Not-So-Royal Shakespeare Company performs “Pericles, Prince of Tyre”
Courtney Becker | Wednesday, November 4, 2015
The Not-So-Royal Shakespeare Company’s (NSR) performance of “Pericles, Prince of Tyre” opens Thursday night at 7 p.m. in the Washington Hall Lab Theatre.
Senior Liz Konicek, the club’s president, said the production has been a group effort from the beginning.
“This semester we took applications and then collaboratively decided as a group, with our new freshmen, as well, what play we wanted to do,” she said. “We got a lot of response from ‘Pericles’ which was, I think, surprising to all of us because it’s not a well-known play.”
The group hopes because the play is less famous than some other Shakespeare works, more people will to come to the show and learn more about it, Konicek said.
“We just hope that people will be interested because, quite frankly, I think most of us hadn’t heard of ‘Pericles,’” she said. “I think that’s going to be the more pervasive view on campus … which we’re hoping means people are going to want to try something new.”
Junior Cassidy Leyendecker, co-vice president of NSR, said the club prides itself on making Shakespeare accessible for actors and audiences.
“When you’re getting people involved, having Shakespeare is awesome because there are so many people who love Shakespeare, but then you also have a lot of people who are afraid of Shakespeare,” Leyendecker said. “We want to get people involved. It seems super daunting at first, but once you get into it, our club does a really good job of trying to ease people into it and understanding.”
Konicek also said in order to make the performances fun and entertaining, the club builds off of the foundation Shakespeare himself laid when writing his plays.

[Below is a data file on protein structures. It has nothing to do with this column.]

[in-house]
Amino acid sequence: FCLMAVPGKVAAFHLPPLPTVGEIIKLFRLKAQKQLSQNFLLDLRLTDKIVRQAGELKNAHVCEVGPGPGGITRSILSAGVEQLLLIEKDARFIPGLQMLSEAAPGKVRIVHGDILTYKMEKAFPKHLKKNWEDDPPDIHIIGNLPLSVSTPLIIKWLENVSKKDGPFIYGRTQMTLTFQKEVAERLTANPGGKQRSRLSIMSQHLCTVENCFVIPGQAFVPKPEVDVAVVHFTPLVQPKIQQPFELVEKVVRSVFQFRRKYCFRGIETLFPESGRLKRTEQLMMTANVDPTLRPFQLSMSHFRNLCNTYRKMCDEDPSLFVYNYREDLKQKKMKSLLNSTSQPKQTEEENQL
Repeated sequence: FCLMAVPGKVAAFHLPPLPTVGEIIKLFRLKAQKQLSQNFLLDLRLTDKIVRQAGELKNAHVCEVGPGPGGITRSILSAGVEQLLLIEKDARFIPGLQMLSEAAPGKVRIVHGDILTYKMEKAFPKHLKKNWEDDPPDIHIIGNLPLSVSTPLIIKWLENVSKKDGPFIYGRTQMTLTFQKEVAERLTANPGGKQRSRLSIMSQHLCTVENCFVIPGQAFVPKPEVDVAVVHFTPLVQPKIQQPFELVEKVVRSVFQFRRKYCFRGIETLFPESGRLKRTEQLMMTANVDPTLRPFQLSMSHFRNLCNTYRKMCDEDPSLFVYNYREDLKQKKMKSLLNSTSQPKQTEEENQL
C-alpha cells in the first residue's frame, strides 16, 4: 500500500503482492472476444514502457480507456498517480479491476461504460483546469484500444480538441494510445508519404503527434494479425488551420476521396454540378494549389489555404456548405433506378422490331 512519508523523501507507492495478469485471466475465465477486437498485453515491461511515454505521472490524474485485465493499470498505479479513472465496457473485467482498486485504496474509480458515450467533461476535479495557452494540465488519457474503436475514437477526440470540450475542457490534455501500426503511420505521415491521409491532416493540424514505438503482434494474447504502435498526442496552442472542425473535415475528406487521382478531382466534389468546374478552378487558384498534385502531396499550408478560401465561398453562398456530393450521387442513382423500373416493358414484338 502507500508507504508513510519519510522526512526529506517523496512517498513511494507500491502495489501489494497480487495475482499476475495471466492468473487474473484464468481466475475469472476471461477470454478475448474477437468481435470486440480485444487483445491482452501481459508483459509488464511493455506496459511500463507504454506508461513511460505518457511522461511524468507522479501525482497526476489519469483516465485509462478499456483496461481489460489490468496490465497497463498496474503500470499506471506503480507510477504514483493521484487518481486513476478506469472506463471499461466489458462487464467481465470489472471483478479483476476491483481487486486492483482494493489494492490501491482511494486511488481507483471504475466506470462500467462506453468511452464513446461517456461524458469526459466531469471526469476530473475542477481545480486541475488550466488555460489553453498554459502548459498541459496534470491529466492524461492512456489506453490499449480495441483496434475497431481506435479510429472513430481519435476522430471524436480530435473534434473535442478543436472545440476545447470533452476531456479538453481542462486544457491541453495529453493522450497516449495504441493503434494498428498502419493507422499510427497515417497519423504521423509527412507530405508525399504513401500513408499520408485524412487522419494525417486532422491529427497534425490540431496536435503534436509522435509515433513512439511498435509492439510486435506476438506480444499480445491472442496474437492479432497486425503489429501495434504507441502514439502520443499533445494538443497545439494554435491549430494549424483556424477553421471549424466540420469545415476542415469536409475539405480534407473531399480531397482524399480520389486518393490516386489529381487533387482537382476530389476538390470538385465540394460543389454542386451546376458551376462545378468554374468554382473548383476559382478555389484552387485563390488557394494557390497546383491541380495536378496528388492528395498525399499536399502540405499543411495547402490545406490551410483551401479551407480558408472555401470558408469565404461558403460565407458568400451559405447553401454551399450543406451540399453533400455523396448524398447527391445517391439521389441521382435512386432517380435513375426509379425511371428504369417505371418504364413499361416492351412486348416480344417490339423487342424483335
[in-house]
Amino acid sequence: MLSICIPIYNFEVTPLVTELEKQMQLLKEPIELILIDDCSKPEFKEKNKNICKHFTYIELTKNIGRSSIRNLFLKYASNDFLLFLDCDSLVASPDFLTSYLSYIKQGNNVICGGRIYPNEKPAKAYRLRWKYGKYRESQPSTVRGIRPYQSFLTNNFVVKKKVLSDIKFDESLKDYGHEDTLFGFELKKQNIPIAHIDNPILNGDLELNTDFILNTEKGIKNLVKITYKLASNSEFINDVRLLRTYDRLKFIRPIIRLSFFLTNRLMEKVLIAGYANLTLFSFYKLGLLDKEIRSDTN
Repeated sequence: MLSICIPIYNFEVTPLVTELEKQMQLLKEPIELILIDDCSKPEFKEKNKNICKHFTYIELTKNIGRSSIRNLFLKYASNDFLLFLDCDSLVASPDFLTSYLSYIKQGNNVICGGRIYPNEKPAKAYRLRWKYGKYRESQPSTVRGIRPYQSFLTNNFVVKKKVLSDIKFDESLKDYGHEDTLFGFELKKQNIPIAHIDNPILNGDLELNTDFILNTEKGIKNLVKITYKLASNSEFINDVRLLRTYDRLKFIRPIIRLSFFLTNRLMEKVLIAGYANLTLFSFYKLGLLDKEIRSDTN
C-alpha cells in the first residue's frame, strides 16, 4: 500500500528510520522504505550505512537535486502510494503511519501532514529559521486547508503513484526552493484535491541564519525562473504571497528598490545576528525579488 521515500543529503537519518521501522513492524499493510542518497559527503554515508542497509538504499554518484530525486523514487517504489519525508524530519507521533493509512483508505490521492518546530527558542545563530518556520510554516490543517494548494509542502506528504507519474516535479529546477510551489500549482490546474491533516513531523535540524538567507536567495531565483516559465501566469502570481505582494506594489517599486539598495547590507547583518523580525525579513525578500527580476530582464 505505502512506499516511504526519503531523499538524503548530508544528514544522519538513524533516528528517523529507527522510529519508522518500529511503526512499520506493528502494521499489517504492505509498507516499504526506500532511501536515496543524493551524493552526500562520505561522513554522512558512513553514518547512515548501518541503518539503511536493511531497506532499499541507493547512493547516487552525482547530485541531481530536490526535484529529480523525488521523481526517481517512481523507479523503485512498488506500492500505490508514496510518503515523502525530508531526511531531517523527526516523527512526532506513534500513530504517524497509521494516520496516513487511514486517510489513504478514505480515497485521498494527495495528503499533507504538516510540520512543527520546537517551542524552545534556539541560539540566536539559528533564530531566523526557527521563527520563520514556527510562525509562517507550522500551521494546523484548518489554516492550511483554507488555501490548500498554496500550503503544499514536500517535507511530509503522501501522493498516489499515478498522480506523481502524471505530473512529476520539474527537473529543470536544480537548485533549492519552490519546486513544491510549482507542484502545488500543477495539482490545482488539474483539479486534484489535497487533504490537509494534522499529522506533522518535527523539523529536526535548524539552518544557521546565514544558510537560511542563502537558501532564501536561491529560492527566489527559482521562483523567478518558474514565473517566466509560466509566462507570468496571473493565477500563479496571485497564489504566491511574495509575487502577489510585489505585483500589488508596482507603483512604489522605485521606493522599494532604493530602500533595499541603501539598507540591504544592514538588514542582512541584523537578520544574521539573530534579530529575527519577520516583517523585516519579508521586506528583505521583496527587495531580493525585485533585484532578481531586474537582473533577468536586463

“Shakespeare seems daunting and it seems pretentious, maybe, but Shakespeare himself, he made crass jokes all the time,” she said. “He was not a pretentious guy. … If you see a boring production of one of Shakespeare’s comedies, they’re doing it wrong.”
One of the club’s biggest advantages, Leyendecker said, is the huge amount of collaboration and effort that goes into the productions.
“NSR has a group of people that so much care about the club. The people right now want the club to succeed so much, which is really cool,” she said. “It’s kind of a different environment to be in than if you’re doing another show where it’s just the director and the stage manager being involved. This, you have all the officers in it, and everyone is creating events every week to get [the] cast together.”
The club has come together to put on an enjoyable show, Konicek said, and has experimented with different ideas to make it unique.
“We try and push the envelope and try new things, and a lot of it comes down to the fact that we pride ourselves … on being collaborative and being a team of students,” she said. “This is really a chance for us all to show our talents creatively and to work together and really forge a tight-knit bond. … It’s Shakespeare as performance, yes, but also Shakespeare as coming together.”
The club’s size this year has made it easier for NSR to push boundaries with the more creative aspects of the show, Leyendecker said.
“Our cast is huge,” she said. “We have 18 people, which is big for fitting in the Washington Hall black box, so what we’re trying to do is focus so much on the cast. … We’re trying to really make it a story. … We just kind of want this drama and this excitement that hopefully get more people involved and excited about coming to see it.”
She also said the group has enjoyed playing with some of the more outlandish aspects of the play itself.
“Basically, this show is Shakespeare’s ‘Game of Thrones,’” she said. “There are just the craziest things [in it]… and we’ve had a blast doing it for the past month and a half. I’m more excited about the process of it than even performing it.”
Konicek said the combination of Shakespeare’s writing and the company’s creative collaboration has allowed then to craft an exciting and entertaining production.
“You shouldn’t be afraid of Shakespeare, and if you are, then I think the people who’ve been teaching you about it or performing it for you might not be doing it right,” she said. “It may be weird, it may be odd, and unusual and strange as a play, but it’s not boring.”